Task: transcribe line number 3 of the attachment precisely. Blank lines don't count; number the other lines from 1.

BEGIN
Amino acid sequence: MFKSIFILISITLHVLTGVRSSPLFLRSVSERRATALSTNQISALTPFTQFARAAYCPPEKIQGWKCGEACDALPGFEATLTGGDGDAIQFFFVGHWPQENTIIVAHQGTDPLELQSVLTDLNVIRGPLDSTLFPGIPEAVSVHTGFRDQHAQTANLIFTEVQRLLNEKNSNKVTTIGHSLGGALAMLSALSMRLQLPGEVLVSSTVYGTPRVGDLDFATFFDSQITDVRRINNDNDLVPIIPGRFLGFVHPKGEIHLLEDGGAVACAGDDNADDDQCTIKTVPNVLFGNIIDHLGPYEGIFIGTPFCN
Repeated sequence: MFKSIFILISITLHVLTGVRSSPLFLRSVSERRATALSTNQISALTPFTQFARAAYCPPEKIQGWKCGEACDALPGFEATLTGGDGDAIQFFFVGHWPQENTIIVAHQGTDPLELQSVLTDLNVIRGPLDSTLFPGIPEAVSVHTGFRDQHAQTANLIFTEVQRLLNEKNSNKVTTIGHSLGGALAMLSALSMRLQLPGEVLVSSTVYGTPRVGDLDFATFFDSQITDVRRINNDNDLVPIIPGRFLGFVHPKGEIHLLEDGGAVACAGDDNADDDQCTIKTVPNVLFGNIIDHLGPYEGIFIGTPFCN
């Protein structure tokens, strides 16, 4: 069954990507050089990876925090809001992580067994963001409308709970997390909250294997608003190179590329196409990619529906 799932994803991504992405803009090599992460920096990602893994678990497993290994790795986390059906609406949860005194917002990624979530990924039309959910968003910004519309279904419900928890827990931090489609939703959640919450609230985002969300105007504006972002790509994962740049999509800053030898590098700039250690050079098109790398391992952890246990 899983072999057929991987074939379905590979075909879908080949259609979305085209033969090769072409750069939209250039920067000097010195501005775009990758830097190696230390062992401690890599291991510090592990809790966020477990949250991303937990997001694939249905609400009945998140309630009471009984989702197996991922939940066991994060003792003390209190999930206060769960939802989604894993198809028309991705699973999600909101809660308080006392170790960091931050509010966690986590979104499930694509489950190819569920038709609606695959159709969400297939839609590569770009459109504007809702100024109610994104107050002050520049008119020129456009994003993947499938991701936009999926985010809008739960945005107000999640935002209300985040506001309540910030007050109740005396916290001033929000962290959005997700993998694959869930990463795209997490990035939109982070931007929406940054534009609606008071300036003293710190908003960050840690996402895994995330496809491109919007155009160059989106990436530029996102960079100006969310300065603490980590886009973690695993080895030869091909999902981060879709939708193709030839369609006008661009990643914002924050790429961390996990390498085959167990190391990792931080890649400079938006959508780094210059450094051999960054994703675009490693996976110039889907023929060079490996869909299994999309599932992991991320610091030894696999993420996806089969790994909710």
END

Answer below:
């Protein structure tokens, strides 16, 4: 069954990507050089990876925090809001992580067994963001409308709970997390909250294997608003190179590329196409990619529906 799932994803991504992405803009090599992460920096990602893994678990497993290994790795986390059906609406949860005194917002990624979530990924039309959910968003910004519309279904419900928890827990931090489609939703959640919450609230985002969300105007504006972002790509994962740049999509800053030898590098700039250690050079098109790398391992952890246990 899983072999057929991987074939379905590979075909879908080949259609979305085209033969090769072409750069939209250039920067000097010195501005775009990758830097190696230390062992401690890599291991510090592990809790966020477990949250991303937990997001694939249905609400009945998140309630009471009984989702197996991922939940066991994060003792003390209190999930206060769960939802989604894993198809028309991705699973999600909101809660308080006392170790960091931050509010966690986590979104499930694509489950190819569920038709609606695959159709969400297939839609590569770009459109504007809702100024109610994104107050002050520049008119020129456009994003993947499938991701936009999926985010809008739960945005107000999640935002209300985040506001309540910030007050109740005396916290001033929000962290959005997700993998694959869930990463795209997490990035939109982070931007929406940054534009609606008071300036003293710190908003960050840690996402895994995330496809491109919007155009160059989106990436530029996102960079100006969310300065603490980590886009973690695993080895030869091909999902981060879709939708193709030839369609006008661009990643914002924050790429961390996990390498085959167990190391990792931080890649400079938006959508780094210059450094051999960054994703675009490693996976110039889907023929060079490996869909299994999309599932992991991320610091030894696999993420996806089969790994909710």